New Delhi: The Supreme Court Tuesday pulled up both Punjab Chief Minister Bhagwant Mann and Governor Banwarilal Purohit for their confrontation over summoning the state assembly.
A bench comprising Chief Justice of India D.Y. Chandrachud and Justice P.S. Narasimha asserted that the level of discourse between a chief minister and a governor must not degenerate into a “race to the bottom”.
The court was hearing a petition filed by the Punjab government over Purohit’s refusal to summon the assembly. The row between the duo had worsened last month, when Purohit told Mann that he would decide on summoning the assembly for the budget session only after taking legal advice on an “unconstitutional and derogatory” tweet and letter from the CM.
On 13 February, Purohit had written a letter asking Mann to explain the process of selecting 36 government school principals for a training seminar held in Singapore that month, saying he had received complaints about “malpractices and illegalities”.
However, Mann then took to Twitter to say that he was answerable only to three crore Punjabis, not to a governor appointed by the central government. On 14 February, Mann also sent a written response, questioning the criteria adopted by the Union government for the appointment of governors.
While responding to the state cabinet’s decision to convene the budget session, Purohit had called Mann’s tweets and letter “not only patently unconstitutional, but extremely derogatory”. The Punjab government then approached the Supreme Court.
What does the Constitution say about the governor’s power to summon the House? And what happened during the hearing in the Punjab case? ThePrint explains.
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What does the Constitution say?
Article 174 of the Constitution empowers a governor to summon the House of the legislature to “meet at such time and place as he thinks fit”.
Article 163 requires the governor to act on the “aid and advice” of the council of ministers, headed by the chief minister of the state. However, it adds that the governor would not need this aid and advice if the Constitution requires him to carry out any function at his discretion.
The two provisions are usually read together to outline the powers of governors to summon the House under Article 174.
Additionally, Article 167 makes it the duty of the chief minister to communicate to the governor “all decisions of the council of ministers relating to the administration of the affairs of the state and proposals for legislation”. It also makes the chief minister duty-bound to furnish any information the governor may demand on administrative affairs and proposals for legislation.
What courts have said
In a landmark 2016 judgment in the Nabam Rebia case, the Supreme Court had ruled that “the governor can summon, prorogue and dissolve the House only on the aid and advice of the council of ministers with the chief minister as the head. And not at his own.”
This judgment arose out of a constitutional crisis that occurred in Arunachal Pradesh in 2015-16. Nabam Rebia, then the Speaker of the Arunachal Pradesh assembly, had approached the top court after the state’s governor brought forward an assembly session on a joint request by 13 MLAs (11 from the Bharatiya Janata Party and 2 Independents). These MLAs had also issued a notice of resolution for the removal of Rebia from the Speaker’s post.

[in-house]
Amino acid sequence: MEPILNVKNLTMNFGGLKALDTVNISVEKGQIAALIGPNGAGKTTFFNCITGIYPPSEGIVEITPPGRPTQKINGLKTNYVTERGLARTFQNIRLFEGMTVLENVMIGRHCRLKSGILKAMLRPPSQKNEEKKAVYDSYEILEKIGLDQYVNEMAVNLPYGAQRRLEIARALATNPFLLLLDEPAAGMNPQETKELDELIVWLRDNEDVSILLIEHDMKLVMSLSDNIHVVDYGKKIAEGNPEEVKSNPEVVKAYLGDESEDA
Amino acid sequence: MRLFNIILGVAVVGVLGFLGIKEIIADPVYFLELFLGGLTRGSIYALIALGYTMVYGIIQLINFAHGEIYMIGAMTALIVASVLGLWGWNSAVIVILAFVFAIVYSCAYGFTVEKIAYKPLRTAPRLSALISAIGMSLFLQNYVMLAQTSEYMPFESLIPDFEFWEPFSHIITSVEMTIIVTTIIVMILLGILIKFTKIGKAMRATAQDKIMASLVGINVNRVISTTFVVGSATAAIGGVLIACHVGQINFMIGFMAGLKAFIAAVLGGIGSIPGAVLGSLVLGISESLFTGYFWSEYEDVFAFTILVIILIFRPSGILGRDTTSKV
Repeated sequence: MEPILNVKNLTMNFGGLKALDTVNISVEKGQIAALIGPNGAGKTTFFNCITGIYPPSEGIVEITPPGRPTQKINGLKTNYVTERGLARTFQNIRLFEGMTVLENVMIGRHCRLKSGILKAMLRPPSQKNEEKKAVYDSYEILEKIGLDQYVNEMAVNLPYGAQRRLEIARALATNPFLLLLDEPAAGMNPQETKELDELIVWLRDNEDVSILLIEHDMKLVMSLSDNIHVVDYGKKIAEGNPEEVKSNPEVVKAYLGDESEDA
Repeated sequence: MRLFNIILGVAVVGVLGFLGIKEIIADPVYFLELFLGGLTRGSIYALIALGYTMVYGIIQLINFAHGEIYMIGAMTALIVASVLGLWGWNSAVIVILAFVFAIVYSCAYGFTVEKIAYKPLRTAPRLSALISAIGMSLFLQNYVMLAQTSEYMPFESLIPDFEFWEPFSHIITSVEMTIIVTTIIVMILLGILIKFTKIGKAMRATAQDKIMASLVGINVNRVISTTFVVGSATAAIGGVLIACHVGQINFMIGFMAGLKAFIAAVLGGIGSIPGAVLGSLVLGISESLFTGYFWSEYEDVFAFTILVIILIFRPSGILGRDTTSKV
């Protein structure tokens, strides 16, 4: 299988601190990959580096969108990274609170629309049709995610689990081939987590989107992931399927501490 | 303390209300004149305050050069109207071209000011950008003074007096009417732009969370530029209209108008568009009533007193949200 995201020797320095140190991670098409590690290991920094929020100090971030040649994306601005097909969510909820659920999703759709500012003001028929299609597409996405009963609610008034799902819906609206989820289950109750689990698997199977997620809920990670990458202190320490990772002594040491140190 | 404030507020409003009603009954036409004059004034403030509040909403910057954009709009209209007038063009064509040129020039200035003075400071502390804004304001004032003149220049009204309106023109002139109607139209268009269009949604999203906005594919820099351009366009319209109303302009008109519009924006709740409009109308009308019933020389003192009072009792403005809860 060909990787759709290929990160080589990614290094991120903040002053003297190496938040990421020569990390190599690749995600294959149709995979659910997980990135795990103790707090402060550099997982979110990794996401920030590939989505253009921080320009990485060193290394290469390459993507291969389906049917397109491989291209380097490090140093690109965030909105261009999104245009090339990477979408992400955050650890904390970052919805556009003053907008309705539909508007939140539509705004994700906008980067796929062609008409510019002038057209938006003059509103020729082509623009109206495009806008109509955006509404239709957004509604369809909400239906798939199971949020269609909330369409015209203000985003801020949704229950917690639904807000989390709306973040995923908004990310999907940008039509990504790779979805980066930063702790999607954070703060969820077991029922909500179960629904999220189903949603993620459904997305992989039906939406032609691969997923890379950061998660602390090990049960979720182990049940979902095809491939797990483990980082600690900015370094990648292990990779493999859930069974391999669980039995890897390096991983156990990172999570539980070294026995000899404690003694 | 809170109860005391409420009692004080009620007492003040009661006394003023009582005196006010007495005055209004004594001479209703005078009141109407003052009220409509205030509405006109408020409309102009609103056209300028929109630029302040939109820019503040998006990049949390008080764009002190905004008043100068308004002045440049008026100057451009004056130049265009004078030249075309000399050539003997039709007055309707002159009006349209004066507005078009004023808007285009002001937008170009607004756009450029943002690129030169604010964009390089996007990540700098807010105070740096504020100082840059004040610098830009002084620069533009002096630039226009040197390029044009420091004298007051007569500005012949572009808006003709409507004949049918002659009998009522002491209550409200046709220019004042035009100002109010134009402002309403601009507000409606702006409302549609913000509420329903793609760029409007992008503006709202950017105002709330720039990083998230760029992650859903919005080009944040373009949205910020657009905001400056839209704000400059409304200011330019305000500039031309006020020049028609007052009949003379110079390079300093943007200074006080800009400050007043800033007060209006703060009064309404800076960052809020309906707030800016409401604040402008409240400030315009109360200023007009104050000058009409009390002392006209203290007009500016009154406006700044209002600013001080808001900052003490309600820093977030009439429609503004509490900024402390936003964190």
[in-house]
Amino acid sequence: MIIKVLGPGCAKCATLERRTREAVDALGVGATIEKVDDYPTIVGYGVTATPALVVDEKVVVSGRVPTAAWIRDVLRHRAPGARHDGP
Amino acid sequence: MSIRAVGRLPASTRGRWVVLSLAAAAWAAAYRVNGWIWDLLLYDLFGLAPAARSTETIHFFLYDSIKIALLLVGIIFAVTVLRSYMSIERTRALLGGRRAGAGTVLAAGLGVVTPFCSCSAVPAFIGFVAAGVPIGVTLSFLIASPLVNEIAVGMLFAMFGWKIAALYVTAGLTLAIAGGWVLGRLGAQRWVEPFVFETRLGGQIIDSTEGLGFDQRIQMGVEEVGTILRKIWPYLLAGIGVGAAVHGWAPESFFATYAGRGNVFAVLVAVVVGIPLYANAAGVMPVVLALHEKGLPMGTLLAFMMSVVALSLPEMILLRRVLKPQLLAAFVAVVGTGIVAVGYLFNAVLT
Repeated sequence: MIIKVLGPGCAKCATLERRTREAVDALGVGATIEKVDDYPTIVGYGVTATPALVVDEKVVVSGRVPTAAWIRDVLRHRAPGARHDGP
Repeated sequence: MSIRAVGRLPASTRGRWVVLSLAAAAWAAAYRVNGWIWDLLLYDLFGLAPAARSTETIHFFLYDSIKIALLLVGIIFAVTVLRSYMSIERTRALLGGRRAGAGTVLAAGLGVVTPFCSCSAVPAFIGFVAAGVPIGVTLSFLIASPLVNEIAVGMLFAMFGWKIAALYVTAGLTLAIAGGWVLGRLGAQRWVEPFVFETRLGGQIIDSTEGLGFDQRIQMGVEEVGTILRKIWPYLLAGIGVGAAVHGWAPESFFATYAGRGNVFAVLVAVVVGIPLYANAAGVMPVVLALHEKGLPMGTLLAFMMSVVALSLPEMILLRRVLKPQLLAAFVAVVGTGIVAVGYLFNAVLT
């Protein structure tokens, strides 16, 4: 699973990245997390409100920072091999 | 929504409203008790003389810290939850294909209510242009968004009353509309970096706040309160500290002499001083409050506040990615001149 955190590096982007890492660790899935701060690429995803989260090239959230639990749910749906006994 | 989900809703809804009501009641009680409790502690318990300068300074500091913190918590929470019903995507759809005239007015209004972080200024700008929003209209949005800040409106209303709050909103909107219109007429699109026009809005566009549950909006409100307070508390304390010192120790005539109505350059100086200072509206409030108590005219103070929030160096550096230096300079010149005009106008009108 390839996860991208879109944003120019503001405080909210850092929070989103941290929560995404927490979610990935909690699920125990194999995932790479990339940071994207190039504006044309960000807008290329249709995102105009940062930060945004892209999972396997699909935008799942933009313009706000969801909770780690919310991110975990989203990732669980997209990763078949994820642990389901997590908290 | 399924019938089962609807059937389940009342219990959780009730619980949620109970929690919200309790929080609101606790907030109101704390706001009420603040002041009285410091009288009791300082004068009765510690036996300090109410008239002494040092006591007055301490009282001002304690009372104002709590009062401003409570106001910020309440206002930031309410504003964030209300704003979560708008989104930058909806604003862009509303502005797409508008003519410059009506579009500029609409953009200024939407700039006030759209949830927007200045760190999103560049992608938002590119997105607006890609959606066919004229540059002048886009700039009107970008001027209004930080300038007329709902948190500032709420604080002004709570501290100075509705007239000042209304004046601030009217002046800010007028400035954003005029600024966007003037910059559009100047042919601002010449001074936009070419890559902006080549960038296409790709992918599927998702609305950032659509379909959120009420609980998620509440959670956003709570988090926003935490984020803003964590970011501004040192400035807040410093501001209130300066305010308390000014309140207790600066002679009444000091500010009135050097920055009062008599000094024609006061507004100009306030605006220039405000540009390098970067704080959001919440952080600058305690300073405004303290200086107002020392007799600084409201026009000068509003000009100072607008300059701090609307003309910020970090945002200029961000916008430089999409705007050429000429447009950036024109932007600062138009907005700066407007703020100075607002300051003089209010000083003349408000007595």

The matter reached the Supreme Court, which ruled in 2016 that ordinarily the governor can summon the House only on the aid and advice of the council of ministers, headed by the chief minister.
However, the court had clarified that if the governor had reason to believe the CM and council of ministers had lost the confidence of the House, he could ask them to prove their majority by a floor test.
‘Dereliction of duty’
The Supreme Court had agreed Tuesday morning to grant an urgent hearing on the Punjab government’s petition against Purohit’s refusal to summon the assembly for the budget session from 3 March. However, when the petition was taken up at 3.50 pm, Solicitor General Tushar Mehta informed the court that the governor had now summoned the House on that date.
The court then rapped both the Punjab government and Purohit for their actions. It pointed out that Article 167 allows the governor to seek information from the government, and the government is duty bound to provide such information. At the same time, the bench added that the governor is also bound by the cabinet’s advice to summon the session.
“From both sides there is a dereliction,” Justice Narasimha was then quoted as saying.
Justice Chandrachud also emphasised the need to have a “constitutional discourse”, adding, “We may belong to different political parties, of course the governor is to be above politics.”
The court then referred to precedents, including the Nabam Rebia case, and pointed out that the governor’s powers under Article 174 have to be exercised in accordance with the aid and advice of the council of ministers.
It also asserted that the tone and tenor of Mann’s letter “leaves much to be desired”, but added that the “dereliction of the chief minister” is not a justification for the governor to refrain from summoning the House in accordance with the constitutional provision.
The court advised that constitutional dialogue between the functionaries should be done with “matured statesmanship”, and said, “Political differences in a democratic polity are acceptable and have to be worked out with a sense of sobriety and maturity without allowing the discourse to become a race to the bottom.”
(Edited by Geethalakshmi Ramanathan)
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